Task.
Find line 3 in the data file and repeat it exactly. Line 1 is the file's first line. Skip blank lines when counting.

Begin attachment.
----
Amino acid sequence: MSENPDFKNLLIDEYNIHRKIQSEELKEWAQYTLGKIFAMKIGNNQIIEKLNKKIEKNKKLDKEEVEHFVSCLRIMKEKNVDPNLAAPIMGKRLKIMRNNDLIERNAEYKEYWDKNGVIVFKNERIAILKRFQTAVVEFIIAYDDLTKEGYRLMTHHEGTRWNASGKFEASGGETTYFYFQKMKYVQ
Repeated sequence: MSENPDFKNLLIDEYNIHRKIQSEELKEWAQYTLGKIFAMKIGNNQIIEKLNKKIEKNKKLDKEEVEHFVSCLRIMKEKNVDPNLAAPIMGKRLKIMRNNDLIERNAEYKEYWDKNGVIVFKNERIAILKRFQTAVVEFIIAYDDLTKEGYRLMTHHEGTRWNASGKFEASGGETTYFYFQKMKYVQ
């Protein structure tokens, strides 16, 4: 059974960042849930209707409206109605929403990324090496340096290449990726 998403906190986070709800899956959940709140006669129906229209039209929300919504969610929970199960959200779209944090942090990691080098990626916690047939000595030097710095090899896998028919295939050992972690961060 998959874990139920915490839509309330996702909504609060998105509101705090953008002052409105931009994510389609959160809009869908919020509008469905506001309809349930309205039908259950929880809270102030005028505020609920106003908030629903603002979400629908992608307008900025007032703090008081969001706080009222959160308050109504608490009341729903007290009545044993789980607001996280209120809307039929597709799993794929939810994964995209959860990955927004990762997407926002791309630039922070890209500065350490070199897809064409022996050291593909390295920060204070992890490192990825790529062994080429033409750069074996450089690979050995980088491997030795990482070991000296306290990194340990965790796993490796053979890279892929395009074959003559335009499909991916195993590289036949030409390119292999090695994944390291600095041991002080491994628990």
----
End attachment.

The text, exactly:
């Protein structure tokens, strides 16, 4: 059974960042849930209707409206109605929403990324090496340096290449990726 998403906190986070709800899956959940709140006669129906229209039209929300919504969610929970199960959200779209944090942090990691080098990626916690047939000595030097710095090899896998028919295939050992972690961060 998959874990139920915490839509309330996702909504609060998105509101705090953008002052409105931009994510389609959160809009869908919020509008469905506001309809349930309205039908259950929880809270102030005028505020609920106003908030629903603002979400629908992608307008900025007032703090008081969001706080009222959160308050109504608490009341729903007290009545044993789980607001996280209120809307039929597709799993794929939810994964995209959860990955927004990762997407926002791309630039922070890209500065350490070199897809064409022996050291593909390295920060204070992890490192990825790529062994080429033409750069074996450089690979050995980088491997030795990482070991000296306290990194340990965790796993490796053979890279892929395009074959003559335009499909991916195993590289036949030409390119292999090695994944390291600095041991002080491994628990």